The Johnson Creek College
The Johnson Creek College is an experimental school that offers classes in exchange for unique forms of payment and barter that aid in the awareness and restoration of Portland's Johnson Creek. Founded by artists Adam Carlin and Kristina Dutton, the Creek College fosters a shared positive vision and active community stewardship. Classes offer opportunities for community members to learn new skill sets, and restoration efforts create a healthier environment for a diversity of people represented along the 26 mile watershed. Our mission is to encourage the development of deeper relationships to nature, self, and community through mentorship, arts-based learning, and environmental education.
The Creek College simultaneously addresses multiple needs; Climate change is already bringing warmer, drier summers, and higher intensity rainstorms, which negatively affect aquatic life. Stewardship and restoring actions will increase ecosystem resilience to climate change and ongoing development. The Creek College is an opportunity to increase interest in and awareness of these issues. It is also an opportunity for a natural setting to function as a classroom in a very broad sense; through art participation, as a place to cultivate new skills sets, a platform for environmental awareness education, and a bridge for diverse communities.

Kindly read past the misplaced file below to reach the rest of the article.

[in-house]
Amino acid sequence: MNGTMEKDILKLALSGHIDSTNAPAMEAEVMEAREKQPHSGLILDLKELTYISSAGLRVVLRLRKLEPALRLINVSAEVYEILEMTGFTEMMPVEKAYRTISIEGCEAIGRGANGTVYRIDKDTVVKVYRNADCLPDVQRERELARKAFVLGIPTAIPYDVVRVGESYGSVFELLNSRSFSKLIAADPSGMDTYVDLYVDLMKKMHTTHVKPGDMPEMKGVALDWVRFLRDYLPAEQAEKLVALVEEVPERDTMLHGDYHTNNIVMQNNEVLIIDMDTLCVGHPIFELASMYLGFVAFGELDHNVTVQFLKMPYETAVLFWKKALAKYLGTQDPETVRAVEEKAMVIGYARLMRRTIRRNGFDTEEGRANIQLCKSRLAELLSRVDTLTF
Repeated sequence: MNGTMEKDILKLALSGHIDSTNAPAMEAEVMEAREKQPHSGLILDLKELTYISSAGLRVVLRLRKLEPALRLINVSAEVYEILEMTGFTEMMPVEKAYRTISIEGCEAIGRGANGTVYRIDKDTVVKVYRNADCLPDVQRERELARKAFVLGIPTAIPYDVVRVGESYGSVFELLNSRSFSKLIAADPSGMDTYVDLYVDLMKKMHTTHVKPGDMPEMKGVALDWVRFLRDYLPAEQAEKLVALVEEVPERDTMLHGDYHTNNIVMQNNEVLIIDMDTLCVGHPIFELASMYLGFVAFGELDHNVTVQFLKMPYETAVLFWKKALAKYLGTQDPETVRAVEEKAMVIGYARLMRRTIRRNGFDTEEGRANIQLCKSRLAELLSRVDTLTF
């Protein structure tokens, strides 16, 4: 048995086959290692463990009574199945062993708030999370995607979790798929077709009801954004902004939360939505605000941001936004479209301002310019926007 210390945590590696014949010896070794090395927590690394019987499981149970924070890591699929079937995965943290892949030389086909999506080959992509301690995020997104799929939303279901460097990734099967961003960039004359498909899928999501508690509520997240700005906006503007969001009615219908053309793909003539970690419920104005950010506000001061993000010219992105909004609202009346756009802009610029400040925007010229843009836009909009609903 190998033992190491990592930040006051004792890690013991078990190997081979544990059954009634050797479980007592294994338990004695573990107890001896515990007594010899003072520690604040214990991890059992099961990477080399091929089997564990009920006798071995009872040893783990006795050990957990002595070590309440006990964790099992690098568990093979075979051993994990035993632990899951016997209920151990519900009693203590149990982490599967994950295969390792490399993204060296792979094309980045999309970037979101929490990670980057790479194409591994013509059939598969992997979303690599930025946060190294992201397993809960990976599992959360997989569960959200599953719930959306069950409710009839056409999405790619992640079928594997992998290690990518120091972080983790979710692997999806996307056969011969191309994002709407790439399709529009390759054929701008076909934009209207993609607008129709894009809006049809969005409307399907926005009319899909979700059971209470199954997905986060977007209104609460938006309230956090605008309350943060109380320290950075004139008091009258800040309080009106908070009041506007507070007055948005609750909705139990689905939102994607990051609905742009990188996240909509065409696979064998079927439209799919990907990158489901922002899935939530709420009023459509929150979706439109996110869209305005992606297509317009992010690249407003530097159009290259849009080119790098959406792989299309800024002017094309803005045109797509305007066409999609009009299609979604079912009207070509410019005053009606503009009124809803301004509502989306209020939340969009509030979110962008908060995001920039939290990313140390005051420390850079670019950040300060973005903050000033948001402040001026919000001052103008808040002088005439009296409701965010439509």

The college originated in the form of a question; what do we, as artists, have in our toolkit to create the broadest impact in aiding restoration efforts? We decided to create an opportunity for local residents of all ages and backgrounds to work together over the course of multiple events, ensuring a sense of connection to each other, the project and the creek environment. The Creek College, in partnership with Johnson Creek Watershed Council, offers a chance for people of various backgrounds and interests to feel empowered in working together for the betterment of this vital and fragile ecosystem, as it weaves its way through our neighborhoods.
Funded by Portland, OR (July 2016)